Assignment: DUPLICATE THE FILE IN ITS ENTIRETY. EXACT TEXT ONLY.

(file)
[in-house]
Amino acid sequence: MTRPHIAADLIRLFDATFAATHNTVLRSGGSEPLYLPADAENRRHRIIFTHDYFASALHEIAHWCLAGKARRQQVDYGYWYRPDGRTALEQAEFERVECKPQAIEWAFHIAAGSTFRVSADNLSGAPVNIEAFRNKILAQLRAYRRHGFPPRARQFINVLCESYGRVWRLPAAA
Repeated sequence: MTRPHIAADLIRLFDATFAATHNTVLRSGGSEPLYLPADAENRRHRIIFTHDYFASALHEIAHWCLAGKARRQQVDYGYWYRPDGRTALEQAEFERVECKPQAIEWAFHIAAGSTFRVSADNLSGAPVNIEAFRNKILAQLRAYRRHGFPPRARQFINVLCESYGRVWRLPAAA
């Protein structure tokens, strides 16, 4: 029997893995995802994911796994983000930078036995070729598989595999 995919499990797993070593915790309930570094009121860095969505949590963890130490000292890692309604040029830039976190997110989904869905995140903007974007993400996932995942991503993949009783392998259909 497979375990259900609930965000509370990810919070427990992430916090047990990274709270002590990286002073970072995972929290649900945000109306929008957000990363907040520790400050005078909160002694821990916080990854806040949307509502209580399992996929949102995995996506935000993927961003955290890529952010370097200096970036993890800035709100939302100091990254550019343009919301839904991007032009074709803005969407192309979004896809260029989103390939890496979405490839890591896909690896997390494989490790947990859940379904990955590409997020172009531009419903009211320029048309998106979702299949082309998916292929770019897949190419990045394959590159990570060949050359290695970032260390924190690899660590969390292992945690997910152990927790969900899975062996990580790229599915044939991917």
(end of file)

[in-house]
Amino acid sequence: MTRPHIAADLIRLFDATFAATHNTVLRSGGSEPLYLPADAENRRHRIIFTHDYFASALHEIAHWCLAGKARRQQVDYGYWYRPDGRTALEQAEFERVECKPQAIEWAFHIAAGSTFRVSADNLSGAPVNIEAFRNKILAQLRAYRRHGFPPRARQFINVLCESYGRVWRLPAAA
Repeated sequence: MTRPHIAADLIRLFDATFAATHNTVLRSGGSEPLYLPADAENRRHRIIFTHDYFASALHEIAHWCLAGKARRQQVDYGYWYRPDGRTALEQAEFERVECKPQAIEWAFHIAAGSTFRVSADNLSGAPVNIEAFRNKILAQLRAYRRHGFPPRARQFINVLCESYGRVWRLPAAA
């Protein structure tokens, strides 16, 4: 029997893995995802994911796994983000930078036995070729598989595999 995919499990797993070593915790309930570094009121860095969505949590963890130490000292890692309604040029830039976190997110989904869905995140903007974007993400996932995942991503993949009783392998259909 497979375990259900609930965000509370990810919070427990992430916090047990990274709270002590990286002073970072995972929290649900945000109306929008957000990363907040520790400050005078909160002694821990916080990854806040949307509502209580399992996929949102995995996506935000993927961003955290890529952010370097200096970036993890800035709100939302100091990254550019343009919301839904991007032009074709803005969407192309979004896809260029989103390939890496979405490839890591896909690896997390494989490790947990859940379904990955590409997020172009531009419903009211320029048309998106979702299949082309998916292929770019897949190419990045394959590159990570060949050359290695970032260390924190690899660590969390292992945690997910152990927790969900899975062996990580790229599915044939991917």